June 6, 2019

Microsoft dismisses new Windows RDP ‘bug’ as a feature

By Danny Bradbury

Researchers have found an unexpected behavior in a Windows feature designed to protect remote sessions that could allow attackers to take control of them.

The issue, discovered by Joe Tammariello at the CERT Coordination Center (CERT) at Carnegie Mellon’s Software Engineering Institute, is documented as CVE-2019-9510. It stems from Network Level Authentication (NLA), which is a feature that you can use to protect Windows installations that have the Remote Desktop Protocol (RDP) enabled. NLA stops anyone from remotely logging into the Windows computer by requiring them to authenticate first.

Starting with Windows 10 release 1803 in April 2019, and with Windows Server 2019, Microsoft changed the way NLA works. Now, the authentication mechanism caches the client’s login credentials on the RDP host so that it can quickly log the client in again if it loses connectivity. The change enables an attacker to circumvent a Windows lock screen, warns CERT/CC, which disclosed the issue, in an advisory.

Let’s say you remotely log in to a Windows box using RDP. Then, you lock that remote desktop to stop an attacker from accessing it from your machine while you leave the room.

The attacker could interrupt the network connection between the local machine and the remote Windows box and then reestablish it, by unplugging the network cable and plugging it in again (or disabling and re-enabling Wi-Fi).

Read more at https://nakedsecurity.sophos.com/2019/06/06/microsoft-dismisses-new-windows-rdp-bug-as-a-feature/

YouTube bans kids live-streaming without an adult present

By Lisa Vaas

In yet another step to scrape pedophiles off the bottom of its shoe, YouTube announced on Monday that it’s banning youngsters from live-streaming without adult supervision and that it’s limiting recommendations of videos that depict “minors in risky situations.”

In February, YouTube disabled comments on millions of videos featuring minors, in response to reports that creeps were leaving disgustingly sexual comments on videos featuring kids doing things like yoga or gymnastics, or playing games such as Twister.

At the same time, YouTube also implemented a classifier – a machine learning tool that helps to identify specific types of content – that it says helped it remove a significant number of violative comments.

It didn’t catch them all. On Monday, the New York Times published a writeup of research showing that YouTube’s automated recommendation system (which suggests what to watch next and which drives most of YouTube’s billions of views) was, months after the move to disable comments on kids’ videos, suggesting videos of partially clothed kids (think two-piece swimsuits) to users who watched “other videos of prepubescent, partially clothed children.”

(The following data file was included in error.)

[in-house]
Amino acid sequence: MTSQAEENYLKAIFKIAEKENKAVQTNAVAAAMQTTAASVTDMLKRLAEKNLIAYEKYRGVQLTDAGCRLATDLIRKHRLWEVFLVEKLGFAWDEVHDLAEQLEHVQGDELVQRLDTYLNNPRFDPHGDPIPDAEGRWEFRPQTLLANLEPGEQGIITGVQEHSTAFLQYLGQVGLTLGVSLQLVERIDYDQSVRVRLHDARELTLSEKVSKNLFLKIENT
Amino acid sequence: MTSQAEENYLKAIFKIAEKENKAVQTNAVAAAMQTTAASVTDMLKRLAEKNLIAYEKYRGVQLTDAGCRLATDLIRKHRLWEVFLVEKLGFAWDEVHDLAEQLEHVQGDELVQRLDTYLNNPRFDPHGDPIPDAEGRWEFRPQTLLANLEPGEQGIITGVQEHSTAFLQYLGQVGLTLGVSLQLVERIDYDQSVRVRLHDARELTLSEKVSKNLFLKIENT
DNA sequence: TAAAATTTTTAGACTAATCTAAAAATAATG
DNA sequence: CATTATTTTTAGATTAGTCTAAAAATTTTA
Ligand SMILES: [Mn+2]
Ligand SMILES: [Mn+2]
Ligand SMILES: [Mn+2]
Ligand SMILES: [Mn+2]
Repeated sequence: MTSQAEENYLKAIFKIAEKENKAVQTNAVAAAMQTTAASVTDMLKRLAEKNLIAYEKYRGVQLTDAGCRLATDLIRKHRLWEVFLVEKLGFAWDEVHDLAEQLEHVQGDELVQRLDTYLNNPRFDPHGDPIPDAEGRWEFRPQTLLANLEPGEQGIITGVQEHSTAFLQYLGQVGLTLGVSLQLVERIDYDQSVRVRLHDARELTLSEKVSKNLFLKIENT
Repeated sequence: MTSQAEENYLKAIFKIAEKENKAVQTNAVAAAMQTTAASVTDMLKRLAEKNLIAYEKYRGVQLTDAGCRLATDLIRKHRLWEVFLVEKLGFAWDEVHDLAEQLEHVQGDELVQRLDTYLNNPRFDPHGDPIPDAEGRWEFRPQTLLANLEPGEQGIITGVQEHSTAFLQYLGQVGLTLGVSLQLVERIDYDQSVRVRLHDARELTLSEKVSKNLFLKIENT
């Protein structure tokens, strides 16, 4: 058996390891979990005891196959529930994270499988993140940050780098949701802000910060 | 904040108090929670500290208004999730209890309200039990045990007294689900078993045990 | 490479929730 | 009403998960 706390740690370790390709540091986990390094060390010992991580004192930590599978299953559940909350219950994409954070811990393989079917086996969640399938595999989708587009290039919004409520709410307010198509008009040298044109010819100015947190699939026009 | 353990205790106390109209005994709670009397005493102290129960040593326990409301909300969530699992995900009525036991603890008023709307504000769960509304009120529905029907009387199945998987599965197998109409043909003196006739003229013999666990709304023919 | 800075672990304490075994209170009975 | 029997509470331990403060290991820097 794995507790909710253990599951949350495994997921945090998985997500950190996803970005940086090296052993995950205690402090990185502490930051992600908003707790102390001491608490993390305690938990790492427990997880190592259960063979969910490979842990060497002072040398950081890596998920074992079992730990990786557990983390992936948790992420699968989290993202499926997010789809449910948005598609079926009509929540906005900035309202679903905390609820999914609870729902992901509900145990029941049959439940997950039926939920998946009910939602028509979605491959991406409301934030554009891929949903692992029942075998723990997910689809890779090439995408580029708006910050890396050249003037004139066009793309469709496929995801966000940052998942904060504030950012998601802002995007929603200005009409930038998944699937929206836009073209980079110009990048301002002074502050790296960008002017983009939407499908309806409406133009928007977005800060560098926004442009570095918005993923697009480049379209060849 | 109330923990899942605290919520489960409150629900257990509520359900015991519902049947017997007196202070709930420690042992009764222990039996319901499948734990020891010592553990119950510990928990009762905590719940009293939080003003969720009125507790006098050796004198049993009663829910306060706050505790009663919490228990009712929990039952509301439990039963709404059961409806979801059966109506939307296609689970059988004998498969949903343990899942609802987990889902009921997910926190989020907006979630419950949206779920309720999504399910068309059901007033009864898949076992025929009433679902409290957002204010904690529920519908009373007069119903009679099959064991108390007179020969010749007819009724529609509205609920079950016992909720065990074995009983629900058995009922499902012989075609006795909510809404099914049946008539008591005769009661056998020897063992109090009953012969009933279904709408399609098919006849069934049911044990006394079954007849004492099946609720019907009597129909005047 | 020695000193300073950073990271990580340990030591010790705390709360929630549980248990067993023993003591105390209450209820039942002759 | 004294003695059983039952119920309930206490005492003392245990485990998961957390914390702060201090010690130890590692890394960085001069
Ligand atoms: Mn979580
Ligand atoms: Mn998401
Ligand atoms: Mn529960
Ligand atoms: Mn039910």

Three researchers at Harvard’s Berkman Klein Center for Internet and Society – Jonas Kaiser, Yasodara Córdova and Adrian Rauchfleisch – stumbled onto the videos while looking into YouTube’s impact in Brazil, the Times reports.

Read more at https://nakedsecurity.sophos.com/2019/06/06/youtube-bans-kids-live-streaming-without-an-adult-present/

Gang charged with $19 million iPhone scam

By Lisa Vaas

A gang in New York allegedly spent the past seven years using the ripped-off identities of cellphone subscribers to steal $19 million worth of iPhones, according to a now-unsealed complaint originally filed by federal prosecutors at the end of April 2019.

The six defendants have been charged with felony counts of mail fraud, conspiracy, and aggravated identity theft.

New York City Police Department (NYPD) detective Armando Coutinh, from the NYPD-FBI Joint Major Theft Task Force, said in the complaint that the ring of alleged fraudsters kept it up from at least 2012 to the present, selling new devices – mostly iPhones – through fencing operations.

A simple plan

Here’s how it worked, Coutinh explained: the fraud ring members would break into the accounts of existing cellphone subscribers and add their names as “authorized users.” Later on, they used stolen personally identifying information (PII) instead of their own names to cook up new, fraudulent accounts.

Then, they’d “upgrade” their phones, paying only a pittance, or nothing at all, in-store and putting the rest of the purchase price on pay-by-month plans on the identity theft victims’ dime.

The victims included both the service providers, which typically picked up the cost of the stolen phones, and the customers whose identities were stolen and/or whose accounts were broken into. The complaint didn’t specify which providers were targeted, nor how many people were defrauded.

Using the stolen PII, the fraudsters created fake ID cards and fraudulent credit and debit cards. Using those cards, they’d pose as legitimate subscribers and fan out across the country to waltz into phone stores for their “upgrades.”

Read more at https://nakedsecurity.sophos.com/2019/06/06/gang-charged-with-19-million-iphone-scam/


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